A study of the art yields many good instruments which are used to as vision systems and in particular, used to augment real images. Sylvester teaches of an astronomical instrument in U.S. Pat. No. 2,754,597 that is equipped with a means whereby a heavenly body may be selectively viewed together with means for identifying said body and various locations relative to the heavenly bodies. The good invention of Meisenheimer in U.S. Pat. No. 2,99.4,971 allows one to view a constellation with augmentation, for example names and pointers to interesting features of the constellation, via a simple image combiner device. It is interesting to note the possibility of combining the concepts of Meisenheimer with those of the recent invention of Saunders U.S. Pat. No. 5,252,950. As Meisenheimer relies on the length of ones arm to scale two images, Saunders provides a dynamic scaling of the display image. Regardless of the distance from the user's eye, the image is properly scaled. George et al recent invention set forth in U.S. Pat. No. 5,133,050 shows a telescope operating system operable for combining graphics generated from a data base with images from the telescope. The system relies on recognition of a reference star and thereafter generates a star map for the region of concern. Japanese patent #0226787 where Matsumoto shows a very interesting concept of augmenting a real image by optically combining the video of a CRT with a real object/scene.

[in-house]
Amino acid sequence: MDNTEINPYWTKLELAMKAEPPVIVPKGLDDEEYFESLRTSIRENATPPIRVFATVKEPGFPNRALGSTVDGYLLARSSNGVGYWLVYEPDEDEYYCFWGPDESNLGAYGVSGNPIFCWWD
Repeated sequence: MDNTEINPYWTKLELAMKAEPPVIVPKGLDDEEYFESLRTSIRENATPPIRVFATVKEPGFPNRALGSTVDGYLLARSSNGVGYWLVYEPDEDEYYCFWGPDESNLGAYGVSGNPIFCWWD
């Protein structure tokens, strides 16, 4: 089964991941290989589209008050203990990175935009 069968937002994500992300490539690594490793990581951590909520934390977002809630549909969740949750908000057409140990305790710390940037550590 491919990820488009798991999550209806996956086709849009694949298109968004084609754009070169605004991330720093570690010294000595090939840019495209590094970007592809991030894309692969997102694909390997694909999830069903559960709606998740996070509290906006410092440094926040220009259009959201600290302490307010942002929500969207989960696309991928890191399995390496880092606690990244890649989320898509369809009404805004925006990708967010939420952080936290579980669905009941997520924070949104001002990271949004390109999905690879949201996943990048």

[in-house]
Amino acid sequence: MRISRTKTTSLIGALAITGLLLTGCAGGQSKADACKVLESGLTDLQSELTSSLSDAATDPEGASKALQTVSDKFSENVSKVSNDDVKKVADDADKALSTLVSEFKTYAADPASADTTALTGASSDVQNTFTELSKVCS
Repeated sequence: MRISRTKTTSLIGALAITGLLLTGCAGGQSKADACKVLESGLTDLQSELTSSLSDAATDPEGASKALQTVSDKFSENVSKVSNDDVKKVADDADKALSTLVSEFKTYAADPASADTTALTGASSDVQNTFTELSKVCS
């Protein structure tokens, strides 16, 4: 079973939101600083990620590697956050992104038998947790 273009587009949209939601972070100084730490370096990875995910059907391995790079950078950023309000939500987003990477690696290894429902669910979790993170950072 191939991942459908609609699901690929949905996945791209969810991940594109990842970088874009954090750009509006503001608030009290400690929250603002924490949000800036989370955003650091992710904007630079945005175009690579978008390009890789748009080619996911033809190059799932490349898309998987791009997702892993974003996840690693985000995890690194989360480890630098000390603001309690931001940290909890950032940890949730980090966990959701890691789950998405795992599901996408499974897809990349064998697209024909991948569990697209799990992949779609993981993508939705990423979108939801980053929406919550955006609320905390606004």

As mentioned, the invention by Norton is a sophisticated device which provides advantages over other devices including those herein mentioned above. It automatically identifies what the instrument is addressing by measuring the pointing attitude of the instrument and a sidereal time. In this way, the instrument "knows" what it is looking at and can recall, based on that knowledge, appropriate image data from a data base and generate a data image to be projected along a viewers line of sight.